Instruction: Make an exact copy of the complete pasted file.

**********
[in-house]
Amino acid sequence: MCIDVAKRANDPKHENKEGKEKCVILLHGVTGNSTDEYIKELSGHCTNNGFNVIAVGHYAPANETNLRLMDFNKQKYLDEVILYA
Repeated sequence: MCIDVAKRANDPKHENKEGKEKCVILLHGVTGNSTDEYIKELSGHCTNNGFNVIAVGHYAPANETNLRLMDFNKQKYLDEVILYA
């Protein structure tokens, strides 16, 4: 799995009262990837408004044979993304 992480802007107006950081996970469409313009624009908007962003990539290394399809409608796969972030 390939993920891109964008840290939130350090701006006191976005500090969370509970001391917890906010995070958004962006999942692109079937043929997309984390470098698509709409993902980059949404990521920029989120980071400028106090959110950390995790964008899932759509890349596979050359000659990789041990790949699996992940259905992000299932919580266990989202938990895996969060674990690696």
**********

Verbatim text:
[in-house]
Amino acid sequence: MCIDVAKRANDPKHENKEGKEKCVILLHGVTGNSTDEYIKELSGHCTNNGFNVIAVGHYAPANETNLRLMDFNKQKYLDEVILYA
Repeated sequence: MCIDVAKRANDPKHENKEGKEKCVILLHGVTGNSTDEYIKELSGHCTNNGFNVIAVGHYAPANETNLRLMDFNKQKYLDEVILYA
């Protein structure tokens, strides 16, 4: 799995009262990837408004044979993304 992480802007107006950081996970469409313009624009908007962003990539290394399809409608796969972030 390939993920891109964008840290939130350090701006006191976005500090969370509970001391917890906010995070958004962006999942692109079937043929997309984390470098698509709409993902980059949404990521920029989120980071400028106090959110950390995790964008899932759509890349596979050359000659990789041990790949699996992940259905992000299932919580266990989202938990895996969060674990690696």